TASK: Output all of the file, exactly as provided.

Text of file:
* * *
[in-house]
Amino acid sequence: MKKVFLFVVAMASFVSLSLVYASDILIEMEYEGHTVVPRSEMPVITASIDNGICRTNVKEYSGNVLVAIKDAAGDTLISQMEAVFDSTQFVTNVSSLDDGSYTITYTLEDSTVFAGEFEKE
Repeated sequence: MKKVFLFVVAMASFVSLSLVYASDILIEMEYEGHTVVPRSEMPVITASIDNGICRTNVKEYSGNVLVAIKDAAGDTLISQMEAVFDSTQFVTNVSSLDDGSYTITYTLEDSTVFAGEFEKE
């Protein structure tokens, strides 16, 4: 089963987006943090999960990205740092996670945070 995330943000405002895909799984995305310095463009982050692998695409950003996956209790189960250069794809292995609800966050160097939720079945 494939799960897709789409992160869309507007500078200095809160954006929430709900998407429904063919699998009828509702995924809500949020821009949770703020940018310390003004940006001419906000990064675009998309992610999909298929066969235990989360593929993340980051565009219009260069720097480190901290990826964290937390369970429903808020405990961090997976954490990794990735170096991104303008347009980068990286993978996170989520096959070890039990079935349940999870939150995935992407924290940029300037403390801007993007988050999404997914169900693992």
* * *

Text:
[in-house]
Amino acid sequence: MKKVFLFVVAMASFVSLSLVYASDILIEMEYEGHTVVPRSEMPVITASIDNGICRTNVKEYSGNVLVAIKDAAGDTLISQMEAVFDSTQFVTNVSSLDDGSYTITYTLEDSTVFAGEFEKE
Repeated sequence: MKKVFLFVVAMASFVSLSLVYASDILIEMEYEGHTVVPRSEMPVITASIDNGICRTNVKEYSGNVLVAIKDAAGDTLISQMEAVFDSTQFVTNVSSLDDGSYTITYTLEDSTVFAGEFEKE
């Protein structure tokens, strides 16, 4: 089963987006943090999960990205740092996670945070 995330943000405002895909799984995305310095463009982050692998695409950003996956209790189960250069794809292995609800966050160097939720079945 494939799960897709789409992160869309507007500078200095809160954006929430709900998407429904063919699998009828509702995924809500949020821009949770703020940018310390003004940006001419906000990064675009998309992610999909298929066969235990989360593929993340980051565009219009260069720097480190901290990826964290937390369970429903808020405990961090997976954490990794990735170096991104303008347009980068990286993978996170989520096959070890039990079935349940999870939150995935992407924290940029300037403390801007993007988050999404997914169900693992």